by January 17th, 2013on
I’ve been seeing a lot of interest in the concept of a Social Intranet lately. The intranet is your company’s internal content network. In many cases, it is nothing more than a series of links to other systems. In more sophisticated intranets, companies publish corporate news and announcements, departments have their own pages to share information, and people can perform work-tasks in one place.
In the past, companies have asked about adding social capabilities to existing intranet systems. This might include adding a blog or a wiki. But now, more and more companies are interested in replacing their old intranet with a new “Social Intranet”. In this multi-part blog post, I’m going to explain what technologies are involved in a social intranet and then look at how the major vendors are addressing this need.
There are lots of articles on the internet about the human social aspects of the intranet – how to get people to use it, what policies you need in place, etc. I am not going to talk about those parts of the social intranet. Instead I’m going to focus on the specific technologies used to build a social intranet. So lets start with defining what types of technologies are needed in a social intranet.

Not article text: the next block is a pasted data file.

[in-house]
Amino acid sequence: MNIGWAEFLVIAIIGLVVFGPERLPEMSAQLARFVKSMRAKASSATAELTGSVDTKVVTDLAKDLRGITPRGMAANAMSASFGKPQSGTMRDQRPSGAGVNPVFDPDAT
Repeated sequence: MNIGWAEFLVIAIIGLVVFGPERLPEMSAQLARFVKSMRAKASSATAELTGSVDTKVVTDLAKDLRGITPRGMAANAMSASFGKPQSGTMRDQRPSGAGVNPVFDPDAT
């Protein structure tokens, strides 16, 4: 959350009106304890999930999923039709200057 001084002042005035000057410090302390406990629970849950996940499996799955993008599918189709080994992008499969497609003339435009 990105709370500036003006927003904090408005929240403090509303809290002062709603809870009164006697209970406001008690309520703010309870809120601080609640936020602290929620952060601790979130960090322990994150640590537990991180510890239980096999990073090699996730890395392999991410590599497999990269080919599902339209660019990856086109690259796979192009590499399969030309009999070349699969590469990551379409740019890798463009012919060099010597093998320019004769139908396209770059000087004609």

In the picture to the right, you can see the various technologies involved in a typical social intranet. Not every social intranet is going to require all these different technologies, but most of them will be required. Lets start at the top of the circle and go clockwise to see how each technology contributes to a social intranet.
Portal is typically a unifying technology in the intranet. This is the tool that can display all sorts of information to the user in a secure and personalized way. If you have a need to display corporate news alongside a blog or with a user’s activity stream, a portal is a good technology to use.
Content / document management is the system used to manage and publish formal content to the intranet. By formal content, I mean content that must be controlled by selected groups within the company. For example, corporate news is a type of content that typically is published by very few people. Company policy documents are another type of formal content that appears on the intranet. A content management system allows you to control publishing and formatting of these types of content.